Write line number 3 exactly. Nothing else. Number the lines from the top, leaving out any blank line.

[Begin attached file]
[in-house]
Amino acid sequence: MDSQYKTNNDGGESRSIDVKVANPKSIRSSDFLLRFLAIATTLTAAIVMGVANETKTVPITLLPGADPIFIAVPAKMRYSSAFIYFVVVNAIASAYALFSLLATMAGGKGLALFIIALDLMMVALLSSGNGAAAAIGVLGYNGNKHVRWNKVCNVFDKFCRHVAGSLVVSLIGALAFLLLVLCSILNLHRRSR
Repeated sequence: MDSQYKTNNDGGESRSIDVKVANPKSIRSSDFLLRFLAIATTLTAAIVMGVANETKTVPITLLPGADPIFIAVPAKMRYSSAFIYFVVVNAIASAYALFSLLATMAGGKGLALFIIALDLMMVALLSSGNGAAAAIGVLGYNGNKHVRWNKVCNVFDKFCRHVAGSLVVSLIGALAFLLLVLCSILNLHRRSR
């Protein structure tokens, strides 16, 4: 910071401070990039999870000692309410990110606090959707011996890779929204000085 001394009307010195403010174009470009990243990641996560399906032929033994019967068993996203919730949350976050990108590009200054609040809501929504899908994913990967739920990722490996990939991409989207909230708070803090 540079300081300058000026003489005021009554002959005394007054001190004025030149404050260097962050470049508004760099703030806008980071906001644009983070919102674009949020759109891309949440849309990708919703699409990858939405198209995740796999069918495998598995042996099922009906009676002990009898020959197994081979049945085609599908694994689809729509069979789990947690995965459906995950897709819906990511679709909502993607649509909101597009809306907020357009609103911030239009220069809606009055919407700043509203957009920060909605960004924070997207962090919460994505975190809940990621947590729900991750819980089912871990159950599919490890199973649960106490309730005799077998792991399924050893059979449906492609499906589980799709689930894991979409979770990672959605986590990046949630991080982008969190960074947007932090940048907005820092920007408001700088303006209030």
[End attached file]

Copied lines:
Repeated sequence: MDSQYKTNNDGGESRSIDVKVANPKSIRSSDFLLRFLAIATTLTAAIVMGVANETKTVPITLLPGADPIFIAVPAKMRYSSAFIYFVVVNAIASAYALFSLLATMAGGKGLALFIIALDLMMVALLSSGNGAAAAIGVLGYNGNKHVRWNKVCNVFDKFCRHVAGSLVVSLIGALAFLLLVLCSILNLHRRSR